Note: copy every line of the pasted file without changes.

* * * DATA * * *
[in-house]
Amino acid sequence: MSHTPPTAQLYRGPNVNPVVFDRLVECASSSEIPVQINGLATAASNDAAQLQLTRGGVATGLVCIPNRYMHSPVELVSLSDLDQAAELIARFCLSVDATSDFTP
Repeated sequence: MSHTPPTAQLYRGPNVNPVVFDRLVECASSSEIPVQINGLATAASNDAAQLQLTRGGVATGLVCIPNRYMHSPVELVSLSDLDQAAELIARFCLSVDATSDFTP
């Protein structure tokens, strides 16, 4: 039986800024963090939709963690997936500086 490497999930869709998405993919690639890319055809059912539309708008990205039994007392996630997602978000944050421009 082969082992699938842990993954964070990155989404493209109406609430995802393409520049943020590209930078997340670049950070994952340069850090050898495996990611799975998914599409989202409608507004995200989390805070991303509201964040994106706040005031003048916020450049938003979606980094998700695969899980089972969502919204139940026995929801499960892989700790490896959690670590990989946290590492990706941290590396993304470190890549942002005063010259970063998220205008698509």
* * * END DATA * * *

[in-house]
Amino acid sequence: MSHTPPTAQLYRGPNVNPVVFDRLVECASSSEIPVQINGLATAASNDAAQLQLTRGGVATGLVCIPNRYMHSPVELVSLSDLDQAAELIARFCLSVDATSDFTP
Repeated sequence: MSHTPPTAQLYRGPNVNPVVFDRLVECASSSEIPVQINGLATAASNDAAQLQLTRGGVATGLVCIPNRYMHSPVELVSLSDLDQAAELIARFCLSVDATSDFTP
């Protein structure tokens, strides 16, 4: 039986800024963090939709963690997936500086 490497999930869709998405993919690639890319055809059912539309708008990205039994007392996630997602978000944050421009 082969082992699938842990993954964070990155989404493209109406609430995802393409520049943020590209930078997340670049950070994952340069850090050898495996990611799975998914599409989202409608507004995200989390805070991303509201964040994106706040005031003048916020450049938003979606980094998700695969899980089972969502919204139940026995929801499960892989700790490896959690670590990989946290590492990706941290590396993304470190890549942002005063010259970063998220205008698509």